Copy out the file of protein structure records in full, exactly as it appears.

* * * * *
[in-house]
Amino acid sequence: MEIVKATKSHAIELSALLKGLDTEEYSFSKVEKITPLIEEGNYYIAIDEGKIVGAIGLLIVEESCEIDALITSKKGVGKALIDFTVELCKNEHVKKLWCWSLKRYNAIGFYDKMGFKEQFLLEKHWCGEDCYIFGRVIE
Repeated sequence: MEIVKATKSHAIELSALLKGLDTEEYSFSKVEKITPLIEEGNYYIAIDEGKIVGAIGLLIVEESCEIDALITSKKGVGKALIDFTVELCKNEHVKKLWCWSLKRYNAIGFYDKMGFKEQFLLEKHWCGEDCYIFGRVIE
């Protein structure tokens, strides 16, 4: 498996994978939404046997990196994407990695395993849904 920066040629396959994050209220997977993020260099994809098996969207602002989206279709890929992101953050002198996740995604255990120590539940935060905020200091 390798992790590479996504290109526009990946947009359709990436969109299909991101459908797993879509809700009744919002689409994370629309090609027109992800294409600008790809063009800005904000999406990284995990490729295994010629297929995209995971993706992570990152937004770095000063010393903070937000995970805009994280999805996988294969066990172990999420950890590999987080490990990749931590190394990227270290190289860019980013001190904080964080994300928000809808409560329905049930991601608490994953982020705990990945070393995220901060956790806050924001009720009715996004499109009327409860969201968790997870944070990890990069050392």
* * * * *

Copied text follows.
[in-house]
Amino acid sequence: MEIVKATKSHAIELSALLKGLDTEEYSFSKVEKITPLIEEGNYYIAIDEGKIVGAIGLLIVEESCEIDALITSKKGVGKALIDFTVELCKNEHVKKLWCWSLKRYNAIGFYDKMGFKEQFLLEKHWCGEDCYIFGRVIE
Repeated sequence: MEIVKATKSHAIELSALLKGLDTEEYSFSKVEKITPLIEEGNYYIAIDEGKIVGAIGLLIVEESCEIDALITSKKGVGKALIDFTVELCKNEHVKKLWCWSLKRYNAIGFYDKMGFKEQFLLEKHWCGEDCYIFGRVIE
């Protein structure tokens, strides 16, 4: 498996994978939404046997990196994407990695395993849904 920066040629396959994050209220997977993020260099994809098996969207602002989206279709890929992101953050002198996740995604255990120590539940935060905020200091 390798992790590479996504290109526009990946947009359709990436969109299909991101459908797993879509809700009744919002689409994370629309090609027109992800294409600008790809063009800005904000999406990284995990490729295994010629297929995209995971993706992570990152937004770095000063010393903070937000995970805009994280999805996988294969066990172990999420950890590999987080490990990749931590190394990227270290190289860019980013001190904080964080994300928000809808409560329905049930991601608490994953982020705990990945070393995220901060956790806050924001009720009715996004499109009327409860969201968790997870944070990890990069050392």